When it comes to investing in a sustainable future, do we really have to pick between fossil fuels and renewable energy?
Well, yes. But many of the world’s top banking executives and directors haven’t gotten the memo.
That’s what new analysis from Bloomberg suggests: entanglements with major emitters are surprisingly prevalent in the boardrooms of 20 major U.S. and European banks.
And even if those banks have publicly announced significant climate commitments, they are also “the most active financiers” for non-renewable energy projects.
The biggest banks, the authors noted, have backed big oil and gas companies with nearly $1.4 trillion in loans since the Paris Agreement was negotiated at the end of 2015.
Bloomberg’s report focused on these banks’ leadership, analyzing current and former professional affiliations for more than 600 bank executives and board members.
It found that at least 73 had once held positions with big corporate emitters around the globe, including fossil fuel companies, manufacturers, utilities, retailers, and other companies with sizable carbon footprints.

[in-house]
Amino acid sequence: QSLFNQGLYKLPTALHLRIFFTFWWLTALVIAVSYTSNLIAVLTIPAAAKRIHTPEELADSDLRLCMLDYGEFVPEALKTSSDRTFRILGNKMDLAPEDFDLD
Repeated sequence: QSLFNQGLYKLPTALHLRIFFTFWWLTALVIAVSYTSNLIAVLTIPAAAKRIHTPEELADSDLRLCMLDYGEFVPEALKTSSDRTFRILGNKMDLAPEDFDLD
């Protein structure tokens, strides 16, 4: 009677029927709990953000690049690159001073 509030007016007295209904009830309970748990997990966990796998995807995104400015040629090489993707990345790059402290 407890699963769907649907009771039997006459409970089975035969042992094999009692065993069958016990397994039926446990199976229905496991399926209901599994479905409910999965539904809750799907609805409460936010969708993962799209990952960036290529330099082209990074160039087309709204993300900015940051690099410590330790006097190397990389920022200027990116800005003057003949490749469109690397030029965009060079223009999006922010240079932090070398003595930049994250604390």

In contrast, Bloomberg found only four connections between banks’ leadership and green energy companies.
It is true that several banks are slowly responding to activist shareholders who want banks to take more action on climate change and some (including Goldman Sachs, JP Morgan, Citigroup) have promised not to invest in major fossil projects, but it's clear that the sustainable revolution hasn’t reached the top levels of the biggest U.S. and European banks.
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"It is the right time to focus on a green future. Hopefully, that mindset will eventually oust some oilmen and funnel more dollars into the renewable energy sector."